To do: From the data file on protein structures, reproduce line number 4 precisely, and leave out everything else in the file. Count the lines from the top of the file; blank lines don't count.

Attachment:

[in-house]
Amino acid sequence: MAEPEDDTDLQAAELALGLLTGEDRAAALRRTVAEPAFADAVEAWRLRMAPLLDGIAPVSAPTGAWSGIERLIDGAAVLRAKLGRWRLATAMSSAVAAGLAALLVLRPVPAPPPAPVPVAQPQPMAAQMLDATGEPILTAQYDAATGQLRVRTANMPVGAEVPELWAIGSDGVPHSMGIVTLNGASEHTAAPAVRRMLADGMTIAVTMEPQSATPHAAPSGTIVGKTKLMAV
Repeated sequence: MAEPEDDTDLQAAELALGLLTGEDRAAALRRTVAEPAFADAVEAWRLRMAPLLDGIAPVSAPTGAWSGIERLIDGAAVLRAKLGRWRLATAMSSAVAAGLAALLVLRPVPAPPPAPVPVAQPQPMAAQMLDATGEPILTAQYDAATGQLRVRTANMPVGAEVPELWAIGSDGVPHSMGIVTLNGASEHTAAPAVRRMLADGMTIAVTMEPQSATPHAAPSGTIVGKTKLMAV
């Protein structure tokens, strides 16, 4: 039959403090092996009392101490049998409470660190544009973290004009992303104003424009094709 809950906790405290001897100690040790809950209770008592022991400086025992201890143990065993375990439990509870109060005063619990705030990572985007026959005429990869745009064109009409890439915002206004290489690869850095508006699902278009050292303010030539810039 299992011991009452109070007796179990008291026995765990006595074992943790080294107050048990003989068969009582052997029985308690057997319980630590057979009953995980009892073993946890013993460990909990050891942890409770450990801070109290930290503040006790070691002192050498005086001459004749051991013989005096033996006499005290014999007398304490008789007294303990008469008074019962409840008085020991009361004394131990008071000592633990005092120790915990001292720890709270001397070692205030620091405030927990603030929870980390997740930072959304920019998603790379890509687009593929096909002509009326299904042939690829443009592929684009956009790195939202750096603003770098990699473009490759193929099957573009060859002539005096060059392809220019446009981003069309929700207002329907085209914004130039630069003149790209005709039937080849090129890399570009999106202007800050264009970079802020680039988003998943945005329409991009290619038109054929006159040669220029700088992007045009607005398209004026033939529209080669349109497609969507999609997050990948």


């Protein structure tokens, strides 16, 4: 039959403090092996009392101490049998409470660190544009973290004009992303104003424009094709 809950906790405290001897100690040790809950209770008592022991400086025992201890143990065993375990439990509870109060005063619990705030990572985007026959005429990869745009064109009409890439915002206004290489690869850095508006699902278009050292303010030539810039 299992011991009452109070007796179990008291026995765990006595074992943790080294107050048990003989068969009582052997029985308690057997319980630590057979009953995980009892073993946890013993460990909990050891942890409770450990801070109290930290503040006790070691002192050498005086001459004749051991013989005096033996006499005290014999007398304490008789007294303990008469008074019962409840008085020991009361004394131990008071000592633990005092120790915990001292720890709270001397070692205030620091405030927990603030929870980390997740930072959304920019998603790379890509687009593929096909002509009326299904042939690829443009592929684009956009790195939202750096603003770098990699473009490759193929099957573009060859002539005096060059392809220019446009981003069309929700207002329907085209914004130039630069003149790209005709039937080849090129890399570009999106202007800050264009970079802020680039988003998943945005329409991009290619038109054929006159040669220029700088992007045009607005398209004026033939529209080669349109497609969507999609997050990948």